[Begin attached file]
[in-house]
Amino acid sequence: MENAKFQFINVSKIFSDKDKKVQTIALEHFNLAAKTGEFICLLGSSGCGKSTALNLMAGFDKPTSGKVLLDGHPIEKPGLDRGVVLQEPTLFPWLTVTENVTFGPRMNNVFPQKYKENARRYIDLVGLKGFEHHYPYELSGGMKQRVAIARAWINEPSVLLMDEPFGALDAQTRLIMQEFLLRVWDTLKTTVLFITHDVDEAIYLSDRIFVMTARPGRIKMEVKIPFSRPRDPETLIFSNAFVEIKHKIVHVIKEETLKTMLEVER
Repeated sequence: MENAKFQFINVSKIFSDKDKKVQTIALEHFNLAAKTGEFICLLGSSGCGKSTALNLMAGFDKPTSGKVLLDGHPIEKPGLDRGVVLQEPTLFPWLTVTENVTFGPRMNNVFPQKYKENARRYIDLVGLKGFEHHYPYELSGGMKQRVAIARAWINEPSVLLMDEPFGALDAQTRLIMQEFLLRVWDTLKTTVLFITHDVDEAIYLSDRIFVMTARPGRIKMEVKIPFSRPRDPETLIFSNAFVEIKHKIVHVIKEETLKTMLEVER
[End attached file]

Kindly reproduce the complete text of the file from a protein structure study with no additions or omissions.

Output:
[in-house]
Amino acid sequence: MENAKFQFINVSKIFSDKDKKVQTIALEHFNLAAKTGEFICLLGSSGCGKSTALNLMAGFDKPTSGKVLLDGHPIEKPGLDRGVVLQEPTLFPWLTVTENVTFGPRMNNVFPQKYKENARRYIDLVGLKGFEHHYPYELSGGMKQRVAIARAWINEPSVLLMDEPFGALDAQTRLIMQEFLLRVWDTLKTTVLFITHDVDEAIYLSDRIFVMTARPGRIKMEVKIPFSRPRDPETLIFSNAFVEIKHKIVHVIKEETLKTMLEVER
Repeated sequence: MENAKFQFINVSKIFSDKDKKVQTIALEHFNLAAKTGEFICLLGSSGCGKSTALNLMAGFDKPTSGKVLLDGHPIEKPGLDRGVVLQEPTLFPWLTVTENVTFGPRMNNVFPQKYKENARRYIDLVGLKGFEHHYPYELSGGMKQRVAIARAWINEPSVLLMDEPFGALDAQTRLIMQEFLLRVWDTLKTTVLFITHDVDEAIYLSDRIFVMTARPGRIKMEVKIPFSRPRDPETLIFSNAFVEIKHKIVHVIKEETLKTMLEVER